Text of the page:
serve all and create no sorrow. But this one guy came up to me a few
weeks ago and said ‘Hey man I got your lyrics tattooed on my arm’
and I was reading them and was like ‘Oh my God those are the wrong
lyrics, I didn’t say that’, but I didn’t tell him
that, I said ‘that looks great man!’”
Given the opportunity to share the stage with anyone in the next six
months, Trevor would love to play with Ben Harper again.
“My favorite Ben Harper album hands down is The Will To Live,
just from front to back, that’s the first Ben Harper album I heard
and I was like ohhh my God. I’d also love to play with John Butler
Trio, and there are some Indian musicians I’d like to collaborate
with and see how it goes.”
Trevor takes annual trips to India to fuel his creativity and motivation
for his music. As a testament of his gratitude for the lessons and experiences
elicited from his journeys East, Trevor uses donations collected at
his live shows to support an ashram in Allahabad, India. It is home
to his Guru, where underprivileged and orphaned boys and girls are given
hope of a better life and a traditional Vedic education.
Gratitude is rich within Trevor’s music, and his next album is
no exception. Written in Hawaii and recorded in L.A., Kala, which means
‘time’ in Sanskrit, is a tribute to his grandmother and
the gift of time which she gave him.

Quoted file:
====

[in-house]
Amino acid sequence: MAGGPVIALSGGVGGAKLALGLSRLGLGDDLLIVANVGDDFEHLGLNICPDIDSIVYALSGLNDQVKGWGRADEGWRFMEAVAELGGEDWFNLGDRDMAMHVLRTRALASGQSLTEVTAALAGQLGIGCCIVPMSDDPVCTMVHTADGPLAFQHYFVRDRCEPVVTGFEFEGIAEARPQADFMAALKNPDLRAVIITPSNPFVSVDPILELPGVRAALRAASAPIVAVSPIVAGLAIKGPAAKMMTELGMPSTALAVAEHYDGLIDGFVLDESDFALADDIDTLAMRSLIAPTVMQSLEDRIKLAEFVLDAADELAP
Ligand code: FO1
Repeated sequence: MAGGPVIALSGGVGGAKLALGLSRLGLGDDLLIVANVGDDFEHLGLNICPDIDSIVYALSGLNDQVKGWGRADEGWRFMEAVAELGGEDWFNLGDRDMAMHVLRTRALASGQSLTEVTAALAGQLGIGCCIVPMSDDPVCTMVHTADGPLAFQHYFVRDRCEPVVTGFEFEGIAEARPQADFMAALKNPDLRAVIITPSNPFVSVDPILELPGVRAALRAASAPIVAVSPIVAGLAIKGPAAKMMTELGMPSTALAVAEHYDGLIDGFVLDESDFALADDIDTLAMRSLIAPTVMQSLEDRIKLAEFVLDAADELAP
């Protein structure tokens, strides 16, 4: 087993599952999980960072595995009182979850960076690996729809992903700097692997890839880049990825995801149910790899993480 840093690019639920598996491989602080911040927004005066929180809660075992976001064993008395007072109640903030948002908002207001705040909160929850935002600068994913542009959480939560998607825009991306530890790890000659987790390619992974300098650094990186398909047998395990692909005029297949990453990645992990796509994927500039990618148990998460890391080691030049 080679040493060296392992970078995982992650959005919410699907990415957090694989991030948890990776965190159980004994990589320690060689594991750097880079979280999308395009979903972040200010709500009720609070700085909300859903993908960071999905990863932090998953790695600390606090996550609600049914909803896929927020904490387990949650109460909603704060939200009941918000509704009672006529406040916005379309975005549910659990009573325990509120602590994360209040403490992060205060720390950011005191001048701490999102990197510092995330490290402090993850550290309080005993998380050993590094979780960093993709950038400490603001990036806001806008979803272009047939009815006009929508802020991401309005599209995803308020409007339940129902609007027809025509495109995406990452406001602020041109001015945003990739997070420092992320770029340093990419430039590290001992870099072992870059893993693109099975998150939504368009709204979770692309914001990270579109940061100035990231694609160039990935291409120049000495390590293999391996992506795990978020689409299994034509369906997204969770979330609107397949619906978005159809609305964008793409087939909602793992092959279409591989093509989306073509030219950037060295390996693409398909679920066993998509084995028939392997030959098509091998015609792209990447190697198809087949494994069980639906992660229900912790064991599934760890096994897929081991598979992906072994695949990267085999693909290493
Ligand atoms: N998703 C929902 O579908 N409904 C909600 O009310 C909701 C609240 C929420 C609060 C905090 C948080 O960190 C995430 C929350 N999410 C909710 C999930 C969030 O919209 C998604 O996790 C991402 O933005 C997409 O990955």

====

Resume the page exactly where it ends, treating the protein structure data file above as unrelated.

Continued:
“I have written a song on this new album that was inspired by
my Grandmother, but this one song in particular is called ‘You
Can't Rush Your Healing’ that is coming out on our new album August
21st, so that’s kind of special to give that back to her. There’s
so many people that I’d love to write songs for, so many inspirations
that lifted me up over the years, I’m grateful for that.”
After 12 years on stage in the greatest venues across the globe, it
is curious which remain on Trevor’s bucket list...
place in Bali called the Uluwatu Surf Villas, and it sits right on the
cliff. A lot of my friends have played there like Xavier Rudd, Justin
Thompson, and Nahko Bear. I’d love to play the Gorge, and Red
Rocks again. I played Red Rocks the first time with John Butler, the
second time with Michael Franti. Red Rocks is amazing. It’s funny
because people ask ‘how’s the show there?’ And I’m
like, ‘I don’t remember’, you’re in awe...”
After a decade of consistent touring, Trevor took a break from the stage
in 2013, and ventured on an extended pilgrimage to India. He spent multiple
weeks there and studied under a classical Baul musician born and trained
in the villages of Bengal. Years prior to this great adventure, Trevor
learned from another legend.
“We did a tour with Jimmy Cliff, and the guy is like 65-70 years
old and he moves like an electrically charged machine. Amazing words
and amazing energy. Some of those guys just have the spirit and they
Best known among mainstream audiences for songs such as "Wonderful
World and Beautiful People," Cliff is the only living musician
to hold the Order of Merit, the highest honour that can be granted by
the Jamaican government for achievements in the arts and sciences.
Blessed with devout spirituality, song, world travel, and adoring fans,
what else is there for a decorated performing artist?
“Being a touring musician, teleportation sounds pretty nice when
you have 12 hours of driving. But the power of healing would be pretty
awesome” Trevor said with a smile.
If you find yourself alone, let his lyrics stand by your side. When
you find your heart weary, love all, serve all, and create no sorrow.
“Music is so many things, to so many people, and with me, it’s
me exploring my spiritual life.”
Photos by Terry Shear: https://www.facebook.com/terry.shear/photos